Graft weight integration in the early allograft dysfunction formula improves the prediction of early graft loss after liver transplantation

Tommaso Maria Manzia, Quirino Lai*, Hermien Hartog, Virginia Aijtink, Marco Pellicciaro, Roberta Angelico, Carlo Gazia, Wojciech G. Polak, Massimo Rossi, Giuseppe Tisone

*Corresponding author for this work

Research output: Contribution to journalArticleAcademicpeer-review

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Abstract

The role of the graft-to-recipient weight ratio (GRWR) in adult liver transplantation (LT) has been poorly investigated so far. The aim is to evaluate the contribution of the GRWR to the well-recognized early allograft dysfunction (EAD) model (i.e., Olthoff model) for the prediction of 90-day graft loss after LT in adults. Three hundred thirty-one consecutive adult patients undergoing LT between 2009 and 2018 at Tor Vergata and Sapienza University in Rome, Italy, served as the Training-Set. The Validation-Set included 123 LTs performed at the Erasmus Medical Center, Rotterdam, the Netherlands. The mEAD model for 90-day graft loss included the following variables: GRWR ≤ 1.57 = 2.5, GRWR ≥ 2.13 = 2.5, total bilirubin ≥ 10.0 mg/dL = 2.0, INR ≥ 1.60 = 2.3, and aminotransferase > 2000 IU/L = 2.2. The mEAD model showed an AUC = 0.74 (95%CI = 0.66–0.82; p < 0.001) and AUC = 0.68 (95%CI = 0.58–0.88; p = 0.01) in the Training-Set and Validation-Set, respectively, outperforming conventional EAD in both cohorts (Training-Set: AUC = 0.64, 95%CI = 0.57–0.72; p = 0.001; Validation-Set: AUC = 0.52, 95%CI = 0.35–0.69, p = 0.87). Incorporation of graft weight in a composite multivariate model allowed for better prediction of patients who presented an aminotransferase peak > 2000 IU/L after LT (OR = 2.39, 95%CI = 1.47–3.93, p = 0.0005). The GRWR is important in determining early graft loss after adult LT, and the mEAD model is a useful predictive tool in this perspective, which may assist in improving the graft allocation process.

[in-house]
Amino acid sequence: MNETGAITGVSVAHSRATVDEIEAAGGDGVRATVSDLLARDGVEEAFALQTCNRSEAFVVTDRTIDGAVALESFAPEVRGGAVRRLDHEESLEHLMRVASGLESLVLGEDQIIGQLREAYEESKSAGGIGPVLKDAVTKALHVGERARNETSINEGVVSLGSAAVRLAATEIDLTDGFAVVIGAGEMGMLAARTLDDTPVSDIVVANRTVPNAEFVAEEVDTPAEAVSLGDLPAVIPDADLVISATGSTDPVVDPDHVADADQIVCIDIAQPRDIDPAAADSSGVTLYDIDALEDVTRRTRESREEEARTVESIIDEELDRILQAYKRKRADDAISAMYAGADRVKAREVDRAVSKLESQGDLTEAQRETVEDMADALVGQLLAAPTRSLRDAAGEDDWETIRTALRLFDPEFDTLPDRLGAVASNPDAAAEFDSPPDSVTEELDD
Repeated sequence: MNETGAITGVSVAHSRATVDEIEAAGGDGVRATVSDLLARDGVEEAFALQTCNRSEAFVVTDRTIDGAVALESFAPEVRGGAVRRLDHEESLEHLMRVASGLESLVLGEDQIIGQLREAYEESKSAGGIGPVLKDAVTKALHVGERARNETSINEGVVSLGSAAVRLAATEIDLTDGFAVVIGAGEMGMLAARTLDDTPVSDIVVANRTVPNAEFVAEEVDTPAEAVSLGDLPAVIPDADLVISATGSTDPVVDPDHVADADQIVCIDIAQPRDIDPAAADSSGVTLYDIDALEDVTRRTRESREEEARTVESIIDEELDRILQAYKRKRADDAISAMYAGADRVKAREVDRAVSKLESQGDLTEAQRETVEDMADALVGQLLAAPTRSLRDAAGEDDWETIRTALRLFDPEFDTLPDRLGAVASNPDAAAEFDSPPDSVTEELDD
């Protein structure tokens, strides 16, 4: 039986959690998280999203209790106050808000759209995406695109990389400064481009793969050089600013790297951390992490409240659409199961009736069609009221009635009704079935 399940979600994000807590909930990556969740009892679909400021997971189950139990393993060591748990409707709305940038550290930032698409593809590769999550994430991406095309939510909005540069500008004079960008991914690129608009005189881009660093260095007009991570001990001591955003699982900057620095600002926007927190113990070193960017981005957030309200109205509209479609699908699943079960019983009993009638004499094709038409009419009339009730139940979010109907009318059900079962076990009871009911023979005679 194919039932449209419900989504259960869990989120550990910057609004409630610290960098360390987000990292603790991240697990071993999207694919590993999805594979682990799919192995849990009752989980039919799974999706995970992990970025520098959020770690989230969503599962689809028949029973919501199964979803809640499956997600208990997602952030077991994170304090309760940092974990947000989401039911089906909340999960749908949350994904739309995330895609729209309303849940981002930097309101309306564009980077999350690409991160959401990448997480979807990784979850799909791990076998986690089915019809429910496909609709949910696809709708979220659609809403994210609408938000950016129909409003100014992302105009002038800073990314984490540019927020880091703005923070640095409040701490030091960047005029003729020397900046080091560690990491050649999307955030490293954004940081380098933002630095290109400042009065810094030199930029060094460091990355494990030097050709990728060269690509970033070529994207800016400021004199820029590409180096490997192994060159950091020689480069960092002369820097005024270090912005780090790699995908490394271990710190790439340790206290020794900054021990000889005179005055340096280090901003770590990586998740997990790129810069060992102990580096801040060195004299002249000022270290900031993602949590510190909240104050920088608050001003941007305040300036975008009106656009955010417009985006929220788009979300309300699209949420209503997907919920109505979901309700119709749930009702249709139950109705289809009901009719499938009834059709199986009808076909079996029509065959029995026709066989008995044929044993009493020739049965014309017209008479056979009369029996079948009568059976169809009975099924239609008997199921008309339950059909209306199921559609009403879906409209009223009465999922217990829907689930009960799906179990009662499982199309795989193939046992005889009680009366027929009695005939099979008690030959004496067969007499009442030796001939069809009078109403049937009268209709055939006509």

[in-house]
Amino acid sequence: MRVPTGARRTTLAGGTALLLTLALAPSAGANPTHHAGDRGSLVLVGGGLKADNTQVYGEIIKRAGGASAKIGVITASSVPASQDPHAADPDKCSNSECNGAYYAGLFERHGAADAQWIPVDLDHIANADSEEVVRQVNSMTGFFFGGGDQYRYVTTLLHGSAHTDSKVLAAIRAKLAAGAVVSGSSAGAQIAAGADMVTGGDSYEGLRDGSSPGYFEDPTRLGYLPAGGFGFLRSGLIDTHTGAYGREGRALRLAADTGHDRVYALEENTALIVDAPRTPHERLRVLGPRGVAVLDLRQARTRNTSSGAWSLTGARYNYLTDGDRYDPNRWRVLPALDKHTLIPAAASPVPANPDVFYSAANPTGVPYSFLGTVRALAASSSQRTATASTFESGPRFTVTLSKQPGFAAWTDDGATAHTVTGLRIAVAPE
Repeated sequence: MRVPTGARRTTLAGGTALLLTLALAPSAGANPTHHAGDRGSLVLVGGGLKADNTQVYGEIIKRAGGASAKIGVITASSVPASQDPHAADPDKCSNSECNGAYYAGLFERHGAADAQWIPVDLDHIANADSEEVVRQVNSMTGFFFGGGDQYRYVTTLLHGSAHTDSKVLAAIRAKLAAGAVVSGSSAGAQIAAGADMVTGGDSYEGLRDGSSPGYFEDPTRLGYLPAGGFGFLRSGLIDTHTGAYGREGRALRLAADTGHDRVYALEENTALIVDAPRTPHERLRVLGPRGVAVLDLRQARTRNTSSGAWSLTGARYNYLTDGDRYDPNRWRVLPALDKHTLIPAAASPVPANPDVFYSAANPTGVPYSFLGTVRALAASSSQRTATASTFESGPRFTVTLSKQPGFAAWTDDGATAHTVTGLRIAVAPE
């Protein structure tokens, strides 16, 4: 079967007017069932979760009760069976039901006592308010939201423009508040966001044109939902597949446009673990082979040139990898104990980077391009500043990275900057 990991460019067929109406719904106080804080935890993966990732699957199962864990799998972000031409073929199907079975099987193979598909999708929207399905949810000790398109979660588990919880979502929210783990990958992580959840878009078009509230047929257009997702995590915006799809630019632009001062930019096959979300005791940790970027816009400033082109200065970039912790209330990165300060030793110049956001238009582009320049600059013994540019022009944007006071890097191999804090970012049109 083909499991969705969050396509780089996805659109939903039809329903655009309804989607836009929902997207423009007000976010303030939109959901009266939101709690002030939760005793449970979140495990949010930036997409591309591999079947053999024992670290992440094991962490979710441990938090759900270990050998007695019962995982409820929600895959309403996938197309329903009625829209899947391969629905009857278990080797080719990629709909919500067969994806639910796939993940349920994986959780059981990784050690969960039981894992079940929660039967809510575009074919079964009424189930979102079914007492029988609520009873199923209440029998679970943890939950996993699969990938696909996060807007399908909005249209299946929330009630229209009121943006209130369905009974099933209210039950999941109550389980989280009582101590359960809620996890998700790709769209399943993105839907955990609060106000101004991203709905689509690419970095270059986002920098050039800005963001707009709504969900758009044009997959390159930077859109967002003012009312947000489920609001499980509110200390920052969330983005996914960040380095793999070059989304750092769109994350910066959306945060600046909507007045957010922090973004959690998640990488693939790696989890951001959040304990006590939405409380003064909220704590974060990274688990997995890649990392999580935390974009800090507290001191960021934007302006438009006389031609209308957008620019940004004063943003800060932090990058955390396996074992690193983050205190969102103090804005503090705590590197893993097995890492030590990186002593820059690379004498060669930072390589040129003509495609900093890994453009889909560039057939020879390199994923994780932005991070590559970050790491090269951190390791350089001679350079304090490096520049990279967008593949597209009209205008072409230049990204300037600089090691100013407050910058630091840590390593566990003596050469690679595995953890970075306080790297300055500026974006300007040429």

Original languageEnglish
Pages (from-to)1307-1316
Number of pages10
JournalUpdates in Surgery
Volume74
Issue number4
DOIs
Publication statusPublished - Aug 2022

Bibliographical note

Funding
Open access funding provided by Alma Mater Studiorum - Università di Bologna within the CRUI-CARE Agreement.

Publisher Copyright: © 2022, The Author(s).

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